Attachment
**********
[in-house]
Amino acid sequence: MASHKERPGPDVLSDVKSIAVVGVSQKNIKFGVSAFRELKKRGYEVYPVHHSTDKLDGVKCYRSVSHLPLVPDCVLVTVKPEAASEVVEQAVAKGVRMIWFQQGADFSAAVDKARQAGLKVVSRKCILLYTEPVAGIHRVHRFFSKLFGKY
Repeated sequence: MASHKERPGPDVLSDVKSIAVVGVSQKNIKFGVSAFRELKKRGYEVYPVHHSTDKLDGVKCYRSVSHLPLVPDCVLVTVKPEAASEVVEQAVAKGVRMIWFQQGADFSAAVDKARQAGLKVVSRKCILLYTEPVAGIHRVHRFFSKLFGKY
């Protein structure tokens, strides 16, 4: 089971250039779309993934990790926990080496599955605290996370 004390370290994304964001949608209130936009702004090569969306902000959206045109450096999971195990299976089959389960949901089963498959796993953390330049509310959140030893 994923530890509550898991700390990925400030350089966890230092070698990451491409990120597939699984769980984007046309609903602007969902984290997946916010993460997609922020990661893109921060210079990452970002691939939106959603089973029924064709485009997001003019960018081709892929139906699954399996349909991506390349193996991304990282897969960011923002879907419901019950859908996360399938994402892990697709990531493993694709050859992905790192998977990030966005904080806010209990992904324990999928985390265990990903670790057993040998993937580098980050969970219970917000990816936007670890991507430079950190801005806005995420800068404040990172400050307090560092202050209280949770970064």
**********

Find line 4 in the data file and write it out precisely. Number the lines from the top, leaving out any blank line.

């Protein structure tokens, strides 16, 4: 089971250039779309993934990790926990080496599955605290996370 004390370290994304964001949608209130936009702004090569969306902000959206045109450096999971195990299976089959389960949901089963498959796993953390330049509310959140030893 994923530890509550898991700390990925400030350089966890230092070698990451491409990120597939699984769980984007046309609903602007969902984290997946916010993460997609922020990661893109921060210079990452970002691939939106959603089973029924064709485009997001003019960018081709892929139906699954399996349909991506390349193996991304990282897969960011923002879907419901019950859908996360399938994402892990697709990531493993694709050859992905790192998977990030966005904080806010209990992904324990999928985390265990990903670790057993040998993937580098980050969970219970917000990816936007670890991507430079950190801005806005995420800068404040990172400050307090560092202050209280949770970064």